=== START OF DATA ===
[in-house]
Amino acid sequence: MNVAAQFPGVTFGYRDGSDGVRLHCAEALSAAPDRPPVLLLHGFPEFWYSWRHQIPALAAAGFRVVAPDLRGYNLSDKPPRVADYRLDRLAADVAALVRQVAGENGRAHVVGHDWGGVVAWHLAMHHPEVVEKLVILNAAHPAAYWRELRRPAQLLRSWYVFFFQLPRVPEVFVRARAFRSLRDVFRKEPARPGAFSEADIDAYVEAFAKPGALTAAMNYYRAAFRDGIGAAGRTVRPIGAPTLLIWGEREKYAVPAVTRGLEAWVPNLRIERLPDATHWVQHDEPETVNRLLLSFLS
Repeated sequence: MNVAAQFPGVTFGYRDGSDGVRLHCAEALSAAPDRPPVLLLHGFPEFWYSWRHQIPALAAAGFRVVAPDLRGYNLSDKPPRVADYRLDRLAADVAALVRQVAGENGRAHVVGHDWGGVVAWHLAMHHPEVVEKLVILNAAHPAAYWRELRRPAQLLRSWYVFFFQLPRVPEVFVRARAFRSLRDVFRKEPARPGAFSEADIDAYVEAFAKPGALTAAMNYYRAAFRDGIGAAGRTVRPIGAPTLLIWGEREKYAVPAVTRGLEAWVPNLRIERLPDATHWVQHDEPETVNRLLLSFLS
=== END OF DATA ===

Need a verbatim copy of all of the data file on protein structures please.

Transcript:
[in-house]
Amino acid sequence: MNVAAQFPGVTFGYRDGSDGVRLHCAEALSAAPDRPPVLLLHGFPEFWYSWRHQIPALAAAGFRVVAPDLRGYNLSDKPPRVADYRLDRLAADVAALVRQVAGENGRAHVVGHDWGGVVAWHLAMHHPEVVEKLVILNAAHPAAYWRELRRPAQLLRSWYVFFFQLPRVPEVFVRARAFRSLRDVFRKEPARPGAFSEADIDAYVEAFAKPGALTAAMNYYRAAFRDGIGAAGRTVRPIGAPTLLIWGEREKYAVPAVTRGLEAWVPNLRIERLPDATHWVQHDEPETVNRLLLSFLS
Repeated sequence: MNVAAQFPGVTFGYRDGSDGVRLHCAEALSAAPDRPPVLLLHGFPEFWYSWRHQIPALAAAGFRVVAPDLRGYNLSDKPPRVADYRLDRLAADVAALVRQVAGENGRAHVVGHDWGGVVAWHLAMHHPEVVEKLVILNAAHPAAYWRELRRPAQLLRSWYVFFFQLPRVPEVFVRARAFRSLRDVFRKEPARPGAFSEADIDAYVEAFAKPGALTAAMNYYRAAFRDGIGAAGRTVRPIGAPTLLIWGEREKYAVPAVTRGLEAWVPNLRIERLPDATHWVQHDEPETVNRLLLSFLS